Raptors struggle through off night in Game 2 loss to 76ers

Kawhi Leonard led the Raptors with 35 points but Jimmy Butler and the 76ers were too much to handle, winning 94-89 to even their series at 1-1.

TORONTO — Late in the first half Monday, as the Toronto Raptors were in the midst of two full minutes in which they were stuck at 26 — twenty-six! — points during an NBA basketball game in the year 2019, Kyle Lowry got switched onto Greg Monroe at the top of the arc. Lowry’s a deceptive point guard. Monroe’s a lumbering centre. They call that a mismatch.

It was such an obvious, glaring, exploitable one at that, that all four other Raptors on the floor slowly crept toward the perimeter in order to give Lowry as much space as possible with which to work. Lowry took a step back, pulling Monroe out beyond the three-point line, and then took off, speeding to his left as the Philadelphia 76ers centre churned his enormous legs as quickly as he could to keep up.

Help never came. The Raptors had exactly what they wanted. Lowry drove and stuttered just inside the paint, forcing the ball up from beneath Monroe’s long frame, appearing to catch a left arm as he sent the ball skyward. You could hear Lowry’s yell from the last row of seats. You could see Monroe exaggeratedly bend backwards at the waist with his arms up from that far, too. All that mattered was how it looked to the officials watching in real time at court level. No call.

The ball came down in the hands of Ben Simmons and off the 76ers went, racing in the opposite direction. Sprinting up the heart of the floor, Monroe took a trail pass from Simmons and quickly threw it over to James Ennis III, who’s been lost in transition beyond the arc. Ennis rose up and drilled a three, part of a 13-point night that outscored Toronto’s entire bench nearly three times over. Incensed, Raptors head coach Nick Nurse called a timeout, berated the officials and earned a technical foul in the process.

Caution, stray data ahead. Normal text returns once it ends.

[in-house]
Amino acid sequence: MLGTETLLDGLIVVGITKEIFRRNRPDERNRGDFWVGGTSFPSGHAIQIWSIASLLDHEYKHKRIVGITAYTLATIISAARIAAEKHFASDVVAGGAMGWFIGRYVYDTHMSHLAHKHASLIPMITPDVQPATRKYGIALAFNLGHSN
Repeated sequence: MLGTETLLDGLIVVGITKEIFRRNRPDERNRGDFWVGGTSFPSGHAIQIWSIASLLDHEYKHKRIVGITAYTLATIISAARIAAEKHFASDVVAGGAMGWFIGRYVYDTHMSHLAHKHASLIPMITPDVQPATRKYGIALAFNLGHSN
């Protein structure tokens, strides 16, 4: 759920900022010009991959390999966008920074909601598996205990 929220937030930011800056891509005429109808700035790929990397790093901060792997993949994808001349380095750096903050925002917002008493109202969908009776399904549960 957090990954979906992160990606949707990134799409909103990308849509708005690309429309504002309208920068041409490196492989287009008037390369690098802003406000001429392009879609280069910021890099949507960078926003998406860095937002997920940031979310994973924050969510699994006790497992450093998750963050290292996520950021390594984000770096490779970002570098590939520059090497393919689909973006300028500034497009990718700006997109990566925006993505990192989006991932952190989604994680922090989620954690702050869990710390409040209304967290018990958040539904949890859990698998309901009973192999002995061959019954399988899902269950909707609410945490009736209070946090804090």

That’s the kind of night it was for the Raptors, who couldn’t get a rhythm, couldn’t get makeable shots to fall and simply couldn’t get going Monday in dropping Game 2 of their second-round series with the 76ers 94-89.

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That final score alone is relatively shocking in this fast-paced, high-scoring era. The Raptors didn’t score a 30th point until there were fewer than three minutes remaining in the second quarter. And Toronto finished the first half with only 38. Kawhi Leonard and Pascal Siakam combined for 34 in Game 1’s first quarter alone.

“Didn’t start out very good with flow and rhythm,” Nurse said afterwards. “I thought we were a little stand-around-ish and a little trying to play mismatches more than just continuing to play and let things come to us a little bit.

“We shot a really low percentage, I thought we had a lot of really good looks on top of that as well. I’ve got to look at the tape but that’s what it felt like in the game.”

That’s what it looked like, too. What it was. It’s never quite as simple as just making more shots, but on a night when Philadelphia went 40 per cent (30-of-76) from the field and 29 per cent (10-of-35) from three, the Raptors really ought to have made more shots.

Lowry and Marc Gasol each bricked multiple makeable threes. Serge Ibaka had no touch in the paint. And Siakam, who deserves a mile of rope for the playoffs he’s had thus far, couldn’t hit anything that wasn’t right at the rim. Look at his shot chart: